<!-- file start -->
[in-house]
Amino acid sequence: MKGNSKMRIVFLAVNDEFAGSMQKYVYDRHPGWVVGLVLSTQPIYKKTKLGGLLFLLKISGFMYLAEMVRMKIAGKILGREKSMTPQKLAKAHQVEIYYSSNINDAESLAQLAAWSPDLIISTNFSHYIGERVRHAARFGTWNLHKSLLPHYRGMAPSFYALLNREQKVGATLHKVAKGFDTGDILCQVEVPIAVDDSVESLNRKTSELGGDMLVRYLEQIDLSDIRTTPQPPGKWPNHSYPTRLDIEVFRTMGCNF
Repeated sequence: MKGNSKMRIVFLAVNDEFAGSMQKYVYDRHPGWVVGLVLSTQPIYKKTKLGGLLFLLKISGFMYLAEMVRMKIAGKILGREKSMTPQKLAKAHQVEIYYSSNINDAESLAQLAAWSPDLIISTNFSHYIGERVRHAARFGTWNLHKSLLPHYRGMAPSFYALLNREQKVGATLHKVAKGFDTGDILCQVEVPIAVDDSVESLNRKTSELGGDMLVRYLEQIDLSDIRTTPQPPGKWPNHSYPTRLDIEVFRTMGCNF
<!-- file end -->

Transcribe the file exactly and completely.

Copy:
[in-house]
Amino acid sequence: MKGNSKMRIVFLAVNDEFAGSMQKYVYDRHPGWVVGLVLSTQPIYKKTKLGGLLFLLKISGFMYLAEMVRMKIAGKILGREKSMTPQKLAKAHQVEIYYSSNINDAESLAQLAAWSPDLIISTNFSHYIGERVRHAARFGTWNLHKSLLPHYRGMAPSFYALLNREQKVGATLHKVAKGFDTGDILCQVEVPIAVDDSVESLNRKTSELGGDMLVRYLEQIDLSDIRTTPQPPGKWPNHSYPTRLDIEVFRTMGCNF
Repeated sequence: MKGNSKMRIVFLAVNDEFAGSMQKYVYDRHPGWVVGLVLSTQPIYKKTKLGGLLFLLKISGFMYLAEMVRMKIAGKILGREKSMTPQKLAKAHQVEIYYSSNINDAESLAQLAAWSPDLIISTNFSHYIGERVRHAARFGTWNLHKSLLPHYRGMAPSFYALLNREQKVGATLHKVAKGFDTGDILCQVEVPIAVDDSVESLNRKTSELGGDMLVRYLEQIDLSDIRTTPQPPGKWPNHSYPTRLDIEVFRTMGCNF